Evaluating the Influence of Mass Mediain Conveying Images of Reality TV ProgramsIntroductionFirst, about reality television: it is the most popular genre of television programming in America at present. These programs include game shows, soap operas, dating shows, crime drama, talent shows, travel programs, and sports. Considering reality shows’ myriads of forms, it is not surprising to find that they lack coherence as genre (see Mittell 2004, and Hill 2005). What accounts for its popularity seems to be people’s propensity to enjoy the unscripted dramatics or humorous situations involving ordinary people, and the real situations (see Hartley 2005).
Now, this paper is not on the impact or effect of reality television programs, say, to individuals or society at large. It is about the influence of mass media – seen through the prism of different theories on mass media – in conveying images of reality TV shows. And this we shall present in this paper with the use of pictures, illustrations and other material evidence. Likewise, at the outset, we also have to mention an instance of delimitation in the treatment of this paper’s subject matter.
It could have been easier to fulfill the task had there been a single, identified reality show. That is, the task is not herculean should it is directed only to, say, American Idol or Don’t Forget the Lyrics. For such an approach could result to a more focused identification and discussion of themes and messages, and the material evidence that are to be used could also be perceived with an unmistakable element of connectedness. But since one of the topic’s elements is broad, then we will only make do with generalities. Themes / Messages IdentifiedThe following are just four (4) themes and messages of reality TV shows.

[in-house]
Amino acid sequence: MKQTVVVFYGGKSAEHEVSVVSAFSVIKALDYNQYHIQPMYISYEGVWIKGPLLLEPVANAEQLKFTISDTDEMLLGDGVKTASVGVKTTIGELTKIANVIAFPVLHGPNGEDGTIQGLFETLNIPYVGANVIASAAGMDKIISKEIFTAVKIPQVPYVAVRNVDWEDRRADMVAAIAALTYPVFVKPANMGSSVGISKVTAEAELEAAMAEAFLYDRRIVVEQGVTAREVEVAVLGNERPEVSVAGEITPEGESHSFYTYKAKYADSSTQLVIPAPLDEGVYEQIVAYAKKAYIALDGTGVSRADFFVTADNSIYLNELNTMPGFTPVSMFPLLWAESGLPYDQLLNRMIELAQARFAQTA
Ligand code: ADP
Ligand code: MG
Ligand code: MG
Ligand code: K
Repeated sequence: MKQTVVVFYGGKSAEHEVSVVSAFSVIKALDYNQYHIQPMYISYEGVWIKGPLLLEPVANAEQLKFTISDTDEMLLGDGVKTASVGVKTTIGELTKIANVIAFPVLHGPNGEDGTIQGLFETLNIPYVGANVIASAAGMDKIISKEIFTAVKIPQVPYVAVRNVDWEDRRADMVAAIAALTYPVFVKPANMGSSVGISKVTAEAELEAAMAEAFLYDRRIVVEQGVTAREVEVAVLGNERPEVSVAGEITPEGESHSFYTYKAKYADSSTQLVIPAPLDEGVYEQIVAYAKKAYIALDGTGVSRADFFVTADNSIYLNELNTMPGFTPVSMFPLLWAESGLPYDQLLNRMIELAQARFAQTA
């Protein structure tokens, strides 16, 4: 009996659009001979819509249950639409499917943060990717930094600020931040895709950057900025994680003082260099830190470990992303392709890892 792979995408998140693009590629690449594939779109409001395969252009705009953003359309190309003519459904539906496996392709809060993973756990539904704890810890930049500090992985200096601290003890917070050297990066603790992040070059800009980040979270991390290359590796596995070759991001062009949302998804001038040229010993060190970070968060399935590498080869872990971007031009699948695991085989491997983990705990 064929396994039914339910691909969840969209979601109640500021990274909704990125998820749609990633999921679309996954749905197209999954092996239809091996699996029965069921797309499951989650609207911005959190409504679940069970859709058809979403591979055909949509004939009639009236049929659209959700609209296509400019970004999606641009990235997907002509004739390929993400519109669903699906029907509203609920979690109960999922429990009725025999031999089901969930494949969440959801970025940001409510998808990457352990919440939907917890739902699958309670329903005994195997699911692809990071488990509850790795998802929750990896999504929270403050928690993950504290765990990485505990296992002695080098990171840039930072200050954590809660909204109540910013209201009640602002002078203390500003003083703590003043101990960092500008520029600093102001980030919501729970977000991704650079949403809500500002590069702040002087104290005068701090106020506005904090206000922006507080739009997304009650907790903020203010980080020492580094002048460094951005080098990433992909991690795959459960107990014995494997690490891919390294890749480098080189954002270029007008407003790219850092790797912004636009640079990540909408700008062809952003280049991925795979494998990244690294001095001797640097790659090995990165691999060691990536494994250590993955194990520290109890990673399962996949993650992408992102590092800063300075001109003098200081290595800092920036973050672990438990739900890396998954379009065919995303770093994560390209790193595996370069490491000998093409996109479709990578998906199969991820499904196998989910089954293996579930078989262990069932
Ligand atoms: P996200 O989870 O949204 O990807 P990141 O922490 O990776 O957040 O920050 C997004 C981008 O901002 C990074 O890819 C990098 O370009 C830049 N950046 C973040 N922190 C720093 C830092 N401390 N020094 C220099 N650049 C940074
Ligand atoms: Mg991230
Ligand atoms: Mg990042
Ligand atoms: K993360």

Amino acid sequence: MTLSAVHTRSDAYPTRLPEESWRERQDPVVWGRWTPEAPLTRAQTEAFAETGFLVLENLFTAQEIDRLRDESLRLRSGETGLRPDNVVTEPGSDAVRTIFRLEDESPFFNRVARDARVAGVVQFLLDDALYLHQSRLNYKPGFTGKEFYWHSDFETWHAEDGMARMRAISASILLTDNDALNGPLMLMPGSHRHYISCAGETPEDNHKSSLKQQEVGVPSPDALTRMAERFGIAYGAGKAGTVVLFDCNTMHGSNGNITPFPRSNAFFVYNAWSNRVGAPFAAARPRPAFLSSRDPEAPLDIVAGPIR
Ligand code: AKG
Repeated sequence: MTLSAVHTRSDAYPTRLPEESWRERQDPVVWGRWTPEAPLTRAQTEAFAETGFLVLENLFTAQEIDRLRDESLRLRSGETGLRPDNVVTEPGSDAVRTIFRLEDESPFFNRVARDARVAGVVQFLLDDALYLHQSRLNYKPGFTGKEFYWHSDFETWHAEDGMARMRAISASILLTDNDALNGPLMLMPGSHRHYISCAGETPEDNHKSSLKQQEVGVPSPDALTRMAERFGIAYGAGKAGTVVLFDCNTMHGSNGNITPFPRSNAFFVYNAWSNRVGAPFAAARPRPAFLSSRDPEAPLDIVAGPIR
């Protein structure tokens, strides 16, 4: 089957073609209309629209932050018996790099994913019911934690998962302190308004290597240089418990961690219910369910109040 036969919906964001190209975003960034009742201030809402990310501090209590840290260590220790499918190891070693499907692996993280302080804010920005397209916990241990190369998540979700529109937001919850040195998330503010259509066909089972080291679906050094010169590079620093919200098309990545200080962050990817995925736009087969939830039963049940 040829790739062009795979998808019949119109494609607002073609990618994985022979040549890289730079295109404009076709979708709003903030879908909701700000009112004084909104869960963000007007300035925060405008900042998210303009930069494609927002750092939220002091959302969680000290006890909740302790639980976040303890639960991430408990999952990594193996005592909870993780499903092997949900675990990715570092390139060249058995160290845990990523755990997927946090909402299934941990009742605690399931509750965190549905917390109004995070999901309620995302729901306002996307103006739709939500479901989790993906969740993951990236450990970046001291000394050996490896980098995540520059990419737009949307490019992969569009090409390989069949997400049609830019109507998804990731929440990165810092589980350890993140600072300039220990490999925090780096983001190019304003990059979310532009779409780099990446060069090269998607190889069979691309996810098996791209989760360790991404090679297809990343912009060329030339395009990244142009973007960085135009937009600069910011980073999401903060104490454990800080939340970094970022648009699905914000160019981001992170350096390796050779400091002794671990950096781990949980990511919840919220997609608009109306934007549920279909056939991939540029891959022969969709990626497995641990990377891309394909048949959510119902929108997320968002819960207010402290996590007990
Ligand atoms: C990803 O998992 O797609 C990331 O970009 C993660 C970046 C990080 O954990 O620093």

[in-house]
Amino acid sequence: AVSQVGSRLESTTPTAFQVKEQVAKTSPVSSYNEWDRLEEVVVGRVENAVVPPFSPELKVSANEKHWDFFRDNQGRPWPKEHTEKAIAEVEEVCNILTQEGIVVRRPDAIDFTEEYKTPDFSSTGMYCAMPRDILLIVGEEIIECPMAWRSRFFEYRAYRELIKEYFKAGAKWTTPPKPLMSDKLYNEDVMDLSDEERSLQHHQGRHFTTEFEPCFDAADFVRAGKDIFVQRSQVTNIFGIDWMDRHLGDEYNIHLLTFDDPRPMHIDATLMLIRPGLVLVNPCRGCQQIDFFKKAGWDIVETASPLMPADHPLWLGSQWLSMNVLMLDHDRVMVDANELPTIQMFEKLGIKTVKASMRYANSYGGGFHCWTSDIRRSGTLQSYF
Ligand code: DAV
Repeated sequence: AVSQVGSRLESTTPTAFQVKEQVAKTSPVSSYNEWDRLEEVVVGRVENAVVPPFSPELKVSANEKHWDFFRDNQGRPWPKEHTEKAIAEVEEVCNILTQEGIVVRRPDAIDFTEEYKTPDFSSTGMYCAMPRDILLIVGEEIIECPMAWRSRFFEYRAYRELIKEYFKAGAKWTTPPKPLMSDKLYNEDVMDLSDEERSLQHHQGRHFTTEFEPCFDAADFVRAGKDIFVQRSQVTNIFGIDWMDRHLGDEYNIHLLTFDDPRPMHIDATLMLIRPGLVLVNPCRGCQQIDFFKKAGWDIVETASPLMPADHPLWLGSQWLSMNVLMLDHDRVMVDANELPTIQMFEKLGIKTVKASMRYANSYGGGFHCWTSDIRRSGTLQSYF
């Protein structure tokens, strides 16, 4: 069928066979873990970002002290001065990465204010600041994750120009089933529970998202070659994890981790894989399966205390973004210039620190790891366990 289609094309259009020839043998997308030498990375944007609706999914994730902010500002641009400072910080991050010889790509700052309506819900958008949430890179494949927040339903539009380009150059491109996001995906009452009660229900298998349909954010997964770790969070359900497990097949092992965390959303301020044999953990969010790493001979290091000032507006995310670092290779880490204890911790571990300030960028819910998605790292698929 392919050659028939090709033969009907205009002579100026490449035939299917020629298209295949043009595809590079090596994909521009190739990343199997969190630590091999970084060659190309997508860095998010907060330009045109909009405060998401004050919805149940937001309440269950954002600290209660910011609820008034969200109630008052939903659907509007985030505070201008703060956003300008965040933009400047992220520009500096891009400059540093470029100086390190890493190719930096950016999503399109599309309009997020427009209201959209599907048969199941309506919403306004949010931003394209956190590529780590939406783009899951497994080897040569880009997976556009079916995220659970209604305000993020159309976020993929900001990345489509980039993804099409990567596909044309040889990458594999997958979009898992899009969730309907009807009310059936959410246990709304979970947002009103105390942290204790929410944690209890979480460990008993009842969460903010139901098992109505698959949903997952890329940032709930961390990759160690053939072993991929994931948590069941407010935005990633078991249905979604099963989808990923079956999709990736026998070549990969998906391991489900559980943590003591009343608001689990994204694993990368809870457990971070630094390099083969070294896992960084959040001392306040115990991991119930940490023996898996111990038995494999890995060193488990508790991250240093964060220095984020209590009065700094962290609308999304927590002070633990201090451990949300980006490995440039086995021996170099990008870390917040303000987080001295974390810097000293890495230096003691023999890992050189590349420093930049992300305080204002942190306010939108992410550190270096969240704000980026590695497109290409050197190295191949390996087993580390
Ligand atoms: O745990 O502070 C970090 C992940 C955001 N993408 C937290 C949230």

The significance of these themes and messages consists in the fact that they will form the backdrop of our evaluation. How are these themes and messages conveyed by the images of reality television programs? (This section is heavily indebted to Freeland (2004) and Mittell (2004). ) [Cultivation of audience’s interest in] spectacle of violenceViolence of all sorts is being shown in reality shows over the boob tube. And it is of many patterns, although it is possible to simply divide them into just two categories – those that highlight horrors of nature, and those that focus on people who are affected by either crimes or accidents. The first category is typified by Raging Planet of Discovery Channel that shows for example the gory of wildlife involving predator and prey of every class, color and size aside from actual footages of lava spewing out of the mouth of erupting volcano or black smoke emanating from a raging fire in the forest.
Other reality shows of the same broadcast contents are When Disaster Strikes and When Animals Attack.
In the former, there are shows of, for instance, people being swept by raging waters, people in distressed as they cling on to a vehicle to stay afloat in rising flood waters, or even a person being saved from a burning house by a daring fireman. In the latter, there were shows with manifest details how a preying carnivorous flower would devour an insect, a group of jackals hunting a hapless and visibly tired deer, or a young buffalo being feasted on by wild cats as vultures are waiting for their share of the crap.